If you're already on Medicare or counting on it when you retire, you're in for a shock. Medicare Part A -- the fund that pays hospital and nursing home bills -- is running out of money. A mere seven years from now, it will no longer have enough funds to pay your providers' bills in full. Medicare trustees sounded the alarm in June, urging Washington lawmakers to act "as soon as possible" to protect people "already dependent" on the program.
Good advice, but don't expect most politicians to take it. The Democrats running for president are in fantasyland, proposing to expand Medicare to millions of younger people, or even to the entire population through "Medicare for All" -- never mind Medicare's insolvency. That's like a family that can't pay its mortgage going shopping for a mega-mansion.
Amazingly, in four national debates so far, not one moderator has asked the presidential wannabes how they would secure Medicare's finances and keep the promise the nation has made to seniors. As if 65-and-overs don't count.
In contrast, President Donald Trump is taking steps to avert Medicare's meltdown. Last week, he stressed his commitment to "securing and improving" Medicare. His budget slows the growth in Medicare spending by trimming what hospitals and other institutions are paid. Another change will allow knee replacements to be performed at ambulatory surgery centers, which are lower-cost. The idea is to stretch the money in the Medicare insurance fund and make it last longer.
Predictably, Trump's political opponents are trying to torpedo his efforts. A new digital ad by the Democratic-leaning group Priorities USA in battleground states like Michigan claims Trump is cutting Medicare "just to pay for tax cuts for billionaires." It's a blatant lie, and even the left-leaning Washington Post and PolitiFact admit that.
Medicare Part A is funded through a payroll tax paid by employers and employees. As soon as the tax revenue is collected, it's spent. Today's workers and employers fund health care for today's seniors. The trouble is, there are too many boomers retiring, compared with the number of workers paying the tab.
Economists have been warning for years about this impending shortfall. Fixing it is another matter. During the 2012 presidential election, when Republican vice presidential candidate Paul Ryan proposed Medicare reform, Democrats ran a TV ad depicting Ryan gruesomely rolling a wheelchair-bound granny off a cliff. The bitter lesson was demagoguery works. Don't level with voters about the problem. Just make big, impossible promises.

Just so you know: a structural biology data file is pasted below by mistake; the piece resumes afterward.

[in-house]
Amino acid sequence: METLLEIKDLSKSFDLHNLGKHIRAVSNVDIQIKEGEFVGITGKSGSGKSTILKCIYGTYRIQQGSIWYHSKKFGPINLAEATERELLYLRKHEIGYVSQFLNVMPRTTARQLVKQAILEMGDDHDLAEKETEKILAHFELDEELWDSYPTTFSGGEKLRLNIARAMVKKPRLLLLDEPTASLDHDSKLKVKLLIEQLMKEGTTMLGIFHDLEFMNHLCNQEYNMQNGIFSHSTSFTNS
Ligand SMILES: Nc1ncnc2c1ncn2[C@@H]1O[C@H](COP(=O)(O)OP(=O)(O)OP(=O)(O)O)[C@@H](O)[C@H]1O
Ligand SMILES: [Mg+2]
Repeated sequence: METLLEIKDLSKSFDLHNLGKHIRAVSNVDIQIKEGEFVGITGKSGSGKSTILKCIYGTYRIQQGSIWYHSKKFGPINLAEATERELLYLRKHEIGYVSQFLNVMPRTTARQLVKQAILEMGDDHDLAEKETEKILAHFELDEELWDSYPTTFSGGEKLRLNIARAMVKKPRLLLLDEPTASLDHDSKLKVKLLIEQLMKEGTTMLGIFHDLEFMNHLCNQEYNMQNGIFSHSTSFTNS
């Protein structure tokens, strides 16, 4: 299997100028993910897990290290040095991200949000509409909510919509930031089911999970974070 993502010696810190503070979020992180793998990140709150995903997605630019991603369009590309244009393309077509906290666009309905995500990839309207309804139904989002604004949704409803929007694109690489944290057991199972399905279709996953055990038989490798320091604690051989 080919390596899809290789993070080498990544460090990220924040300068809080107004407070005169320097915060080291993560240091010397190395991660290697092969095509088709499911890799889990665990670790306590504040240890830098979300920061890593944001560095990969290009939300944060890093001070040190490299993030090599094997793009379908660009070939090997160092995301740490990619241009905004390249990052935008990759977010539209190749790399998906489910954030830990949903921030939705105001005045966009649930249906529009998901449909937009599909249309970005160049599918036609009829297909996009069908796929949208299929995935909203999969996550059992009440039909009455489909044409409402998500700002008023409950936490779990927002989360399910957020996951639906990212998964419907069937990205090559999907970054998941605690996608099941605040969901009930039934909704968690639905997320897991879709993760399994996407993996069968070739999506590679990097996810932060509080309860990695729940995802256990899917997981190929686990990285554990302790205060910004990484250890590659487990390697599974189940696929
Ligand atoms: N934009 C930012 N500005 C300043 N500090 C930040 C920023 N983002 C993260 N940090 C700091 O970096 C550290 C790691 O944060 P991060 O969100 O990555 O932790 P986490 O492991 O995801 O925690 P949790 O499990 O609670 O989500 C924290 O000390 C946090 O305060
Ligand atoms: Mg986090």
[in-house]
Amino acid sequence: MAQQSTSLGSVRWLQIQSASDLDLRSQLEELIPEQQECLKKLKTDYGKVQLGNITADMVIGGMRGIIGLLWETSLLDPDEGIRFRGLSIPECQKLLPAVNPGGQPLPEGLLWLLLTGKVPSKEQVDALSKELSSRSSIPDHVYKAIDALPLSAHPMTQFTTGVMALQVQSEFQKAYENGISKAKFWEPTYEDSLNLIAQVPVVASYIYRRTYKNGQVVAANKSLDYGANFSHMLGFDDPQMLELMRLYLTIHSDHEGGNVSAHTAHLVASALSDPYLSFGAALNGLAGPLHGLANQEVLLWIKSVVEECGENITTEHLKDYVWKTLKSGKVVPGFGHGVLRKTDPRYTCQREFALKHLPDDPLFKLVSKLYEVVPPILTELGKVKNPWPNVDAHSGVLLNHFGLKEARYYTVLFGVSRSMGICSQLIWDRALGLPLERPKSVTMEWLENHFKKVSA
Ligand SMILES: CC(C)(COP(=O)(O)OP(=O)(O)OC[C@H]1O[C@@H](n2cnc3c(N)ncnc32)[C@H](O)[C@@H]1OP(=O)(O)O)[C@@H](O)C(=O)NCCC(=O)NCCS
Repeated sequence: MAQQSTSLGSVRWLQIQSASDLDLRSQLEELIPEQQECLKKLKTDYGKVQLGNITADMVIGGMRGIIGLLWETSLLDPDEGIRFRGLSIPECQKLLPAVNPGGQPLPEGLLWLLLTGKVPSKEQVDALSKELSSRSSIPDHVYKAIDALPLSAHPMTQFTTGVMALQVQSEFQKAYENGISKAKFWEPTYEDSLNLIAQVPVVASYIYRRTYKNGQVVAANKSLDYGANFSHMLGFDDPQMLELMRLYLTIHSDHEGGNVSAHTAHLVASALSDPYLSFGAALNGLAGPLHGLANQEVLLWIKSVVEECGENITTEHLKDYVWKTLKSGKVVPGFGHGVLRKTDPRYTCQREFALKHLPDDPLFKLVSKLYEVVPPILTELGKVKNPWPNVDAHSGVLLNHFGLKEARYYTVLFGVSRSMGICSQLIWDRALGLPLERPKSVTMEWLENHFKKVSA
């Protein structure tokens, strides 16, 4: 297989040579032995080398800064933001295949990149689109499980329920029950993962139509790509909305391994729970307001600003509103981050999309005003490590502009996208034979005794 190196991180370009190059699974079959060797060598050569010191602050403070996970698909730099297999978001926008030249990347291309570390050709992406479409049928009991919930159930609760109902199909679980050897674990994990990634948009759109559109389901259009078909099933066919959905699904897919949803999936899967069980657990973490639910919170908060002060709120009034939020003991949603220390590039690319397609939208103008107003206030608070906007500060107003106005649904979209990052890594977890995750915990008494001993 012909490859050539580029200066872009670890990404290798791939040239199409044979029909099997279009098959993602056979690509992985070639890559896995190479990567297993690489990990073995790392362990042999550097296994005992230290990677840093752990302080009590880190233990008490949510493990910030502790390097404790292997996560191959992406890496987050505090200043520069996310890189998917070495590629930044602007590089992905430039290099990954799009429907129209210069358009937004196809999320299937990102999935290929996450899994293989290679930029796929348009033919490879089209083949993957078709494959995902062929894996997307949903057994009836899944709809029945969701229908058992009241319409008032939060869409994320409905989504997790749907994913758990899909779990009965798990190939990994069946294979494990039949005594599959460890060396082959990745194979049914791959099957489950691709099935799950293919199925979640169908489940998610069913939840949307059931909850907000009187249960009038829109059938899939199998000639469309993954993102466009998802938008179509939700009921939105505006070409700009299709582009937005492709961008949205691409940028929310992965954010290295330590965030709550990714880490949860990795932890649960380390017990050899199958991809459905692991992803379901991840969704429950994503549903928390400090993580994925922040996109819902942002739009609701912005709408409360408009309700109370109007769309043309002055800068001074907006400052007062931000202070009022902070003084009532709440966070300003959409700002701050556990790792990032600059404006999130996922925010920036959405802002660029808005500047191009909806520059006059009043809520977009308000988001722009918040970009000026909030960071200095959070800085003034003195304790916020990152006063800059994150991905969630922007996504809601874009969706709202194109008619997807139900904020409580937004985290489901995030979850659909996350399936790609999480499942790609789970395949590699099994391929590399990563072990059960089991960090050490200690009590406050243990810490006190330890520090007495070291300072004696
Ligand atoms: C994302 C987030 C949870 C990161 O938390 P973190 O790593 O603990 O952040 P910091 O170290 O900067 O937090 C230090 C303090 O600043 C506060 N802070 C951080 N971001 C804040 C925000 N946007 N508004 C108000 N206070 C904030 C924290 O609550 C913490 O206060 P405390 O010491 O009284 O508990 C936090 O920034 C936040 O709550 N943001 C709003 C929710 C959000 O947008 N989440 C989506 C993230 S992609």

That was eight years ago. Every year since, Medicare trustees have warned about the program's slow slide into default. But Washington's cowardly politicians stayed mum.
Shoring up the program will require curbing benefit costs, hiking the payroll tax or inching up the eligibility age to slow enrollment growth.
The longer politicians dither, the fewer options remain available. A decade ago, the most painless approach was to raise the eligibility age of 65 by a month each year so that 12 years later the eligibility age would be 66. This gradual approach would have given future retirees plenty of advance notice.
Increasing payroll taxes is a nonstarter; it threatens to drag down the economy and clobber low-income workers disproportionately.
Currently, Trump is using his only option. He's reducing benefit costs by cutting what hospitals and other providers are paid. Any other remedy would require Congress' cooperation, which is unlikely.
Meanwhile, Bernie Sanders, Elizabeth Warren and other backers of Medicare for All are making big promises with no way to pay. Sanders has proposed several tax hikes, but altogether, they wouldn't foot the bill for even half the estimated cost of his program. It's make-believe math.
There's nothing make-believe about Medicare Part A's impending insolvency. Some 61 million seniors depend on Medicare and have no other means of paying their hospital bills. Millions more will become dependent on Medicare in the next six years.
For White House contenders to ignore this crisis, which will have to be solved during the next presidential term, is a slap in the face to seniors and middle-aged Americans.